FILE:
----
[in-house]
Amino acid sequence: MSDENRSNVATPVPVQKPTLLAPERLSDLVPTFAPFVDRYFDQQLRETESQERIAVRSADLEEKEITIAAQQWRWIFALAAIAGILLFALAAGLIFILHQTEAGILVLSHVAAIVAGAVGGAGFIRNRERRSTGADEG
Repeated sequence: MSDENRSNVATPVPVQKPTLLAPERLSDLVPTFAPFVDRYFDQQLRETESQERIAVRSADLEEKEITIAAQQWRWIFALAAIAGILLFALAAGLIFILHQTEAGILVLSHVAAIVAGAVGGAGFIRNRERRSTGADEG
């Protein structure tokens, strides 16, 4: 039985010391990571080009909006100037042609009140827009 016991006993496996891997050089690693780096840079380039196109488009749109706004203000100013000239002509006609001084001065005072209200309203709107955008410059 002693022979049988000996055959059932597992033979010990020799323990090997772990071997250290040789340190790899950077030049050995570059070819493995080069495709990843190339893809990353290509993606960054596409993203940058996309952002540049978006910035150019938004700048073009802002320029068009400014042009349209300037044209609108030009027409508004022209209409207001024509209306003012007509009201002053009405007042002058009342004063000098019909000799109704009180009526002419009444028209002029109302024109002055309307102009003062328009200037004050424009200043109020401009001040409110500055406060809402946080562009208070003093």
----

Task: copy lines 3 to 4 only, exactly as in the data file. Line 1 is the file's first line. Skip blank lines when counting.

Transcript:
Repeated sequence: MSDENRSNVATPVPVQKPTLLAPERLSDLVPTFAPFVDRYFDQQLRETESQERIAVRSADLEEKEITIAAQQWRWIFALAAIAGILLFALAAGLIFILHQTEAGILVLSHVAAIVAGAVGGAGFIRNRERRSTGADEG
């Protein structure tokens, strides 16, 4: 039985010391990571080009909006100037042609009140827009 016991006993496996891997050089690693780096840079380039196109488009749109706004203000100013000239002509006609001084001065005072209200309203709107955008410059 002693022979049988000996055959059932597992033979010990020799323990090997772990071997250290040789340190790899950077030049050995570059070819493995080069495709990843190339893809990353290509993606960054596409993203940058996309952002540049978006910035150019938004700048073009802002320029068009400014042009349209300037044209609108030009027409508004022209209409207001024509209306003012007509009201002053009405007042002058009342004063000098019909000799109704009180009526002419009444028209002029109302024109002055309307102009003062328009200037004050424009200043109020401009001040409110500055406060809402946080562009208070003093």